Otherwise, the most significant element comes from Mildred’s deepening romance with Monty, but that’s only a minor diversion. It’s so obvious that Monty’s just a superficial cad that it seems unlikely the situation will go anywhere positive.
Part Four: “Mildred opens a profitable new restaurant, but her good fortune is tempered by Veda’s (Evan Rachel Wood) manipulation of a smitten society bachelor and his wealthy family.”
The synopsis doesn’t make it clear, but “Part Four” takes place a few years after the events in the first three episodes; that’s why you see a new actress listed for Veda. Is this one more likable? No – she’s still the same self-centered, obnoxious brat she was as a kid.
The more I watch of the series, though, the more I blame Mildred for her daughter’s horrible qualities. The show depicts Mildred’s enabling nature in a subtle way but it’s there, and it’s an interesting depiction of the mother/daughter dynamic. Normally when we see a mother with unwavering support of/belief in a child, there’s a happy ending, as we view the joy between the pair when all the hard work pays off.
While we still have an episode to go, I can’t imagine a true happy ending here – and I sure hope we don’t get one, as a big, smiley finale would be inappropriate for this tale of dysfunctional family relationships. As much as I loathe Veda – and am starting to dislike Mildred for her misguided sense of support for her awful child – I don’t want the proverbial bright, shiny bow at the end, for this just isn’t that kind of story.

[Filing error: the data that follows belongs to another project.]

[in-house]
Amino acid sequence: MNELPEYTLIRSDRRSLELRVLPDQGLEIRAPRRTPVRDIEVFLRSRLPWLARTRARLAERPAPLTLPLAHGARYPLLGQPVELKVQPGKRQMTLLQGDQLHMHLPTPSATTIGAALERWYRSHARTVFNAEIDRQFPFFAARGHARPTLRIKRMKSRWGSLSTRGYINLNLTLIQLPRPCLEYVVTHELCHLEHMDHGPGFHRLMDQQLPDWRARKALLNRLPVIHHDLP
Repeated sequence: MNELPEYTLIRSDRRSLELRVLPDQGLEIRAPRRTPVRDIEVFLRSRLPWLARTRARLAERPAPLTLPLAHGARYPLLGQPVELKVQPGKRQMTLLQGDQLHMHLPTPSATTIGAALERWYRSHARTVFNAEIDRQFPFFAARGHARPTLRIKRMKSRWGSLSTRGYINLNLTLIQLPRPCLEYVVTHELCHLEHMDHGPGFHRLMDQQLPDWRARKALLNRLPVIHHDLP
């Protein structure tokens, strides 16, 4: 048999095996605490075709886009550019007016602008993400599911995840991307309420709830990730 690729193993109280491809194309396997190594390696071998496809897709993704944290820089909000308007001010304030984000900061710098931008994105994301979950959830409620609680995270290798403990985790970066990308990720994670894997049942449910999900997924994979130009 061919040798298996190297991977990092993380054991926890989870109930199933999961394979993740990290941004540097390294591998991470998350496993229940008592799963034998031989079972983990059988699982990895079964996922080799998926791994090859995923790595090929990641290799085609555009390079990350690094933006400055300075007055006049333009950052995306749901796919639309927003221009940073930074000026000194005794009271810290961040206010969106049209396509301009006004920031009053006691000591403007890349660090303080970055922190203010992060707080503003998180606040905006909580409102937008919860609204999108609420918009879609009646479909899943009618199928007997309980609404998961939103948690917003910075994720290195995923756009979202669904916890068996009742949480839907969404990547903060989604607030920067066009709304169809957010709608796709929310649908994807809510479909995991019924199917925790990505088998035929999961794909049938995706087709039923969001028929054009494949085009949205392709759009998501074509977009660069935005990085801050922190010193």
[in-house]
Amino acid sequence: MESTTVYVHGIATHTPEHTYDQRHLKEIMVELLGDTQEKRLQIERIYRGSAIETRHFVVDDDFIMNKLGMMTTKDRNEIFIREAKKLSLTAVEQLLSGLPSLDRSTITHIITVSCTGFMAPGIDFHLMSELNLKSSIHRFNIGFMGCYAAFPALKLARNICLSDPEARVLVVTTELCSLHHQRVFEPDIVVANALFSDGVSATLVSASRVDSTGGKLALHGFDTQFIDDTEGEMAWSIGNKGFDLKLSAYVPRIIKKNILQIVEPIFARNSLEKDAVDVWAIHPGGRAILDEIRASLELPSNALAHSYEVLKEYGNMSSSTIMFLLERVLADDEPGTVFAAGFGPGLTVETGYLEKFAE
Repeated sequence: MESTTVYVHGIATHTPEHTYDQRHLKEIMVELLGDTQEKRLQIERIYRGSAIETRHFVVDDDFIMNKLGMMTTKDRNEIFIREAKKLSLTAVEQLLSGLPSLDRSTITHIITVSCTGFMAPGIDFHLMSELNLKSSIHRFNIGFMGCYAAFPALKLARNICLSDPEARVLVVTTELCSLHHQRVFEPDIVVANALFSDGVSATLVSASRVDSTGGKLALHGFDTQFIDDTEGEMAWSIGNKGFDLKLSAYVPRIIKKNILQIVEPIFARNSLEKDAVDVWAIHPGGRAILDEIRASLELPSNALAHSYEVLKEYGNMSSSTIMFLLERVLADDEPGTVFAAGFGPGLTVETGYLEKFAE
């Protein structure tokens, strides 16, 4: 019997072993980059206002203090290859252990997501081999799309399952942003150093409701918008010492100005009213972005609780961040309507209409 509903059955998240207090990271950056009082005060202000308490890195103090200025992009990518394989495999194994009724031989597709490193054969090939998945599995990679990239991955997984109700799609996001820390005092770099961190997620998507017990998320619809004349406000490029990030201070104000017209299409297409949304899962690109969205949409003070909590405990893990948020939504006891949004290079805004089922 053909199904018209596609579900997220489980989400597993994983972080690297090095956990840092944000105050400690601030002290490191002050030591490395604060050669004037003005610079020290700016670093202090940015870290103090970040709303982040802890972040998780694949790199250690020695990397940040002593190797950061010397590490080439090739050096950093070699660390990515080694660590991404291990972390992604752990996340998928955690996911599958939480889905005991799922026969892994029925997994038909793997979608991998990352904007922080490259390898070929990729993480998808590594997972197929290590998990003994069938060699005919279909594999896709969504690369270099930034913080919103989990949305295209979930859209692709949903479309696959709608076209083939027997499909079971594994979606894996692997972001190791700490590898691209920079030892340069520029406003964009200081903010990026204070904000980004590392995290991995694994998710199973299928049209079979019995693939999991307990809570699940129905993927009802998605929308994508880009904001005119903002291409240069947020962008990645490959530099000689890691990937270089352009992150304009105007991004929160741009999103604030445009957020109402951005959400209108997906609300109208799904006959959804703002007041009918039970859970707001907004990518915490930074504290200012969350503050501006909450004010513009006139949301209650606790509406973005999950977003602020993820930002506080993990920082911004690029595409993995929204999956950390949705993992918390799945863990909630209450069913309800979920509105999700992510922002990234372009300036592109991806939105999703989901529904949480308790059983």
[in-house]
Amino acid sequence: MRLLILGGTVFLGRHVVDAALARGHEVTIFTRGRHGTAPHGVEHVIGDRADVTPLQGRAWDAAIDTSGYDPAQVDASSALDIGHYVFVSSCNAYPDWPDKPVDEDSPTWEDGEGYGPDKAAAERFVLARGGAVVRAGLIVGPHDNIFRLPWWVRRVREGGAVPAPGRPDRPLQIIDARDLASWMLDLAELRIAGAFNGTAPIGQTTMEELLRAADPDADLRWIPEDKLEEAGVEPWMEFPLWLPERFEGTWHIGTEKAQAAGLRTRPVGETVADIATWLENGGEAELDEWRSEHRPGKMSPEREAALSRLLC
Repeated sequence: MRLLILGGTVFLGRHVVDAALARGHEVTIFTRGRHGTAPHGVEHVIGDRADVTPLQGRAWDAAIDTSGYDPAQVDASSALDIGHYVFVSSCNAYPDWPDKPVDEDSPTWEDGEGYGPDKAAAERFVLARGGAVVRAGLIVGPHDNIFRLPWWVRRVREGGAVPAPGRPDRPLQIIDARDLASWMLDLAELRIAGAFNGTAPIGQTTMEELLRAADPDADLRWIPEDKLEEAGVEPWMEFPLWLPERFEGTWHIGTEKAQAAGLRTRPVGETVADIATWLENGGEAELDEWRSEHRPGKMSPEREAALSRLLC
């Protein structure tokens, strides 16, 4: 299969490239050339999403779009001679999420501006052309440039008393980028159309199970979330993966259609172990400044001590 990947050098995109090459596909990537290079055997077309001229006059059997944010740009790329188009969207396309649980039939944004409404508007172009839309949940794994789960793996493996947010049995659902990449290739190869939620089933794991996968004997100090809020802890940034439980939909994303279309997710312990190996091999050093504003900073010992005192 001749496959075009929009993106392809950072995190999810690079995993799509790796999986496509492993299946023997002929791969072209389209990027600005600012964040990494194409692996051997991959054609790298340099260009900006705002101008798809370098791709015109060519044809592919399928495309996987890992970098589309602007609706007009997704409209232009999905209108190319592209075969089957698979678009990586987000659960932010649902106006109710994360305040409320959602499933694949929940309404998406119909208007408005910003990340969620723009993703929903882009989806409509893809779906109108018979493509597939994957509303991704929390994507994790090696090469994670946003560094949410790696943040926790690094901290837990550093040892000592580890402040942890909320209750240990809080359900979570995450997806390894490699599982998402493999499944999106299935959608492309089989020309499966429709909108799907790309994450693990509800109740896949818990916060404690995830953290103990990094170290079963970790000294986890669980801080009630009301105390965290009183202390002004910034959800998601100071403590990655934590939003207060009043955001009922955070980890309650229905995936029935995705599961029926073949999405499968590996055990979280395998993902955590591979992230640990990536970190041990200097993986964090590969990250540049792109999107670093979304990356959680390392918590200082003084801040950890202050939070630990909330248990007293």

Part Four makes Mildred’s inability to see Veda clearly more overt – especially when friends warn her – but it still doesn’t beat us over the head. It grows the relationship in a natural manner that allows things to progress well.
Kinda hoping Veda gets hit by a bus in Part Five, though!
Part Five: “As Veda’s singing career takes off, Mildred’s attempts to reconcile with her estranged daughter finally pay off, though at a painful price.”
Remember how I mentioned the subtle way the series informed Mildred of her own daughter’s unpleasant nature? That theme becomes much more blunt when Veda’s voice teacher (Ronald Guttman) pulls no punches in his discussion of the girl as a “snake” and other unflattering terms.
Of course, the single-minded Mildred refuses to take this lesson to heart, and she becomes more and more frustrating. Earlier in the series, we rooted for her to succeed as a single mother in the Depression, but now we just want to bop her over the head with a brick.
As much as Mildred’s obsession with her daughter drives me nuts, I can’t claim it’s not believable. Blood is thicker than water, as they say, and Mildred wouldn’t be the first parent to overlook – and deny - her child’s terrible flaws.
Mildred’s lack of good character judgment actually helps make the series more interesting. She’s such a strong personality in so many ways – her achievements in business are remarkable – so the fact that she suffers from such a prominent fatal flaw keeps the story from becoming nothing more than a banal “underdog survival” tale.
This means the program delivers a great deal of viewer frustration, but it’s still a compelling character piece. After all, if we only got stories that focused on logical personalities, it’d get pretty dull. Mildred Pierce investigates a flawed family and occasionally turns into melodrama, but it’s usually an involving, compelling tale.